"China itself views competition with the United States unfolding in ideological and zero-sum terms," wrote Schiff. He called for intelligence agency recruitment of a whole new set of individuals to develop skill sets to take on China's focus on "new domains, such as space and cyber, that would redefine existing conceptions of how a twenty-first century war would unfold, extending the battlefield to our political discourse, mobile devices, and the very infrastructure that modern digital communications and communities rely upon."
House Republicans Kevin McCarthy and Michael McCaul, writing in National Review on their task force's findings, warned, "…the United States stands to lose the future to today's Communist superpower." Their plan calls for a doubling of federal research and development funding for artificial intelligence and quantum computing over the next two years, ensuring that America leads both in setting international 5G standards and the fabrication of advanced semiconductor chips.
For its part, China is accelerating comprehensive efforts across political, technological and economic domains to ensure that they translate 2020's disruptions into historic gains.
President Xi has been nationalizing and taking measures to ensure party control over the actions of private enterprises, which provide 60% of the country's economic output and 80% of its employment. He's at the same time considering blacklisting foreign enterprises, and he jailed a prominent, uncooperative Chinese CEO, designed to send a message to all others.
The Chinese Communist party continues to bet big on internationalizing the RMB, where it still has had marginal success, and in winning the race for an internationalized digital currency, where international experts believe it may be leading. It is beta testing its digital currency in four cities, supported by the country's vast implementation of digital payments systems.
On the technology front, Chinese officials have been using U.S. lists of embargoed and controlled technologies as a crib sheet from which they are sharpening their own focus. Top of their priority list are semiconductor chips and computer software, electromagnetic technology, artificial intelligence, quantum computing, 5G, pharma, biotech, aerospace, robotics and automation, green technologies and the internet of things.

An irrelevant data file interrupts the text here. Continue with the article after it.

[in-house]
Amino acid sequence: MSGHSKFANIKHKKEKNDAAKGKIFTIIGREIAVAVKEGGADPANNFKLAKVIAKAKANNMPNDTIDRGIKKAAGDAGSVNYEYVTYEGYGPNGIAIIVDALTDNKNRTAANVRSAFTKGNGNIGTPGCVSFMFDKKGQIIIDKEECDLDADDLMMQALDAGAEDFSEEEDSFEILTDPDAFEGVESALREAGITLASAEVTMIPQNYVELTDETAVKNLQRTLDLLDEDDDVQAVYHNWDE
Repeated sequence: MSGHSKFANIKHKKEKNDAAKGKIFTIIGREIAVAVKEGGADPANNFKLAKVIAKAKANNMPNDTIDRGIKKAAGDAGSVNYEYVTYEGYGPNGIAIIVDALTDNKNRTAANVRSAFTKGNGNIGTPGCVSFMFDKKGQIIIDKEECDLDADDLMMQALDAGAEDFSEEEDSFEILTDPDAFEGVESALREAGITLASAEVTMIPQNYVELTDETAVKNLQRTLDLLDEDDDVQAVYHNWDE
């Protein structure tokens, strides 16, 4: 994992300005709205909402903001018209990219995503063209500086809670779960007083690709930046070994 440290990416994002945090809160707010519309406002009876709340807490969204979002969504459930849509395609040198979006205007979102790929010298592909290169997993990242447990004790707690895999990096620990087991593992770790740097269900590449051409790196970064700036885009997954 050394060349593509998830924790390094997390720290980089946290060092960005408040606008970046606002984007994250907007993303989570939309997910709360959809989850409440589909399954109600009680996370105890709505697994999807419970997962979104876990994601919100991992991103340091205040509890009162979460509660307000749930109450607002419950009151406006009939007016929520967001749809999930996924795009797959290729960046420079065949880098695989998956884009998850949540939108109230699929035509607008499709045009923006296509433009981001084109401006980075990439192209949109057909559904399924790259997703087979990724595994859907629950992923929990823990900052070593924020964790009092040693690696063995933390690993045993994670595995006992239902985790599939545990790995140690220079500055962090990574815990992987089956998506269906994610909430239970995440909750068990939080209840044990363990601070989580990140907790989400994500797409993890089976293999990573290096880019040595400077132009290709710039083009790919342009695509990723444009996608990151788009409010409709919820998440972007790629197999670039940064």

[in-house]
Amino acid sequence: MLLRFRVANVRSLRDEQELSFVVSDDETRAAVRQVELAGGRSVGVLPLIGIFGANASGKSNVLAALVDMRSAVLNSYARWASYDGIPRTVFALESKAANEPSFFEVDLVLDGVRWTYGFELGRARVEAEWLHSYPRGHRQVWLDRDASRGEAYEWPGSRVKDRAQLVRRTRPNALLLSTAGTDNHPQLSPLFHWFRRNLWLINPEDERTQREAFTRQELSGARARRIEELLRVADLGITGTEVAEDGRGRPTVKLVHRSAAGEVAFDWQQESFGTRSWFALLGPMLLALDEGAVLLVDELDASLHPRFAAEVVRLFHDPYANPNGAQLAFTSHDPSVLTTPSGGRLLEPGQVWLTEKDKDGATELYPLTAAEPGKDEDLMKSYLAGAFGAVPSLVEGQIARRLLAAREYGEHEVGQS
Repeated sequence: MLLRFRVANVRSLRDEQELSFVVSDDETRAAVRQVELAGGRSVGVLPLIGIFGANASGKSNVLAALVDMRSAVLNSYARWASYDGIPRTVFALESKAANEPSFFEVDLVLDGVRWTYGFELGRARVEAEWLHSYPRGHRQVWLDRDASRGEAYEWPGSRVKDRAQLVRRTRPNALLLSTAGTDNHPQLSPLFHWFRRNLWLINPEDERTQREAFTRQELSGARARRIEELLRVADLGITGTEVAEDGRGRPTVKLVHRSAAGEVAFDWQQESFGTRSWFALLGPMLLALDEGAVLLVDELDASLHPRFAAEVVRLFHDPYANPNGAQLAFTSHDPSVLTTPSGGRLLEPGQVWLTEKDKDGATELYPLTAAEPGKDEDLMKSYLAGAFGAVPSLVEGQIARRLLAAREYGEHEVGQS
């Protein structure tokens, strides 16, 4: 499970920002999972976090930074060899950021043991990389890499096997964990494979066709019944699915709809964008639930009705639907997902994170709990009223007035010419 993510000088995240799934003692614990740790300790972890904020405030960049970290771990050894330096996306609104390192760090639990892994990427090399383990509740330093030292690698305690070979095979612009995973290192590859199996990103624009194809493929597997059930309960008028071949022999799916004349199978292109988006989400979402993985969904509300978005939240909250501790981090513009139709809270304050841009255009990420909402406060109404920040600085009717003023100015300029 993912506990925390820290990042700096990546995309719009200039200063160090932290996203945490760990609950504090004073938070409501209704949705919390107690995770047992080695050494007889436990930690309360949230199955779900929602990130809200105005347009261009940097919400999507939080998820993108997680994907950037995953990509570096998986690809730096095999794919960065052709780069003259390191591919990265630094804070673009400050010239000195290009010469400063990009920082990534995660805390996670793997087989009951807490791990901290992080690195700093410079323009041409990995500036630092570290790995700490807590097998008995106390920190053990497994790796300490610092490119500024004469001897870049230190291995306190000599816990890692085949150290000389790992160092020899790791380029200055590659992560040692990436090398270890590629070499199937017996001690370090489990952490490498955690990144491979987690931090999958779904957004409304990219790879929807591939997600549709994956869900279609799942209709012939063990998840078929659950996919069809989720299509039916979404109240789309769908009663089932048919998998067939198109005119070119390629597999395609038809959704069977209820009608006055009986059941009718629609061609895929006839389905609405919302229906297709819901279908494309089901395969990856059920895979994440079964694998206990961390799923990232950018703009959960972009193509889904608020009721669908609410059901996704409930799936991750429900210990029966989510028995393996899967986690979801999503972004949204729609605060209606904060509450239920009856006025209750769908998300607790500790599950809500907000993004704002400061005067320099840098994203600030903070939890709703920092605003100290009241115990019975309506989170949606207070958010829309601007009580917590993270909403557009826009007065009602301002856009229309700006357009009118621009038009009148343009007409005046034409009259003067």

There's a tendency in today's Washington to underestimate Chinese weaknesses: It's lack of consumption as the economy recovers, its increasing debt issues, a graying population, international pushback against its bullying diplomacy, and its risky economic bets on its ambitious Belt and Road Initiative.
Yet a lot of weakness can be forgiven when your competitor keeps kicking what soccer fans refer to as "own goals." Chinese officials see President Trump's Covid contraction as a self-inflicted wound, given President Xi's elaborate and painstaking efforts to avoid infection and wean his country from Covid.
Irrespective of how and when President Trump recovers and who wins November's U.S. elections, President Xi is focused on how this period can serve China's long game and his historic legacy.
Frederick Kempe is a best-selling author, prize-winning journalist and president & CEO of the Atlantic Council, one of the United States' most influential think tanks on global affairs. He worked at The Wall Street Journal for more than 25 years as a foreign correspondent, assistant managing editor and as the longest-serving editor of the paper's European edition. His latest book – "Berlin 1961: Kennedy, Khrushchev, and the Most Dangerous Place on Earth" – was a New York Times best-seller and has been published in more than a dozen languages. Follow him on Twitter @FredKempe and subscribe here to Inflection Points, his look each Saturday at the past week's top stories and trends.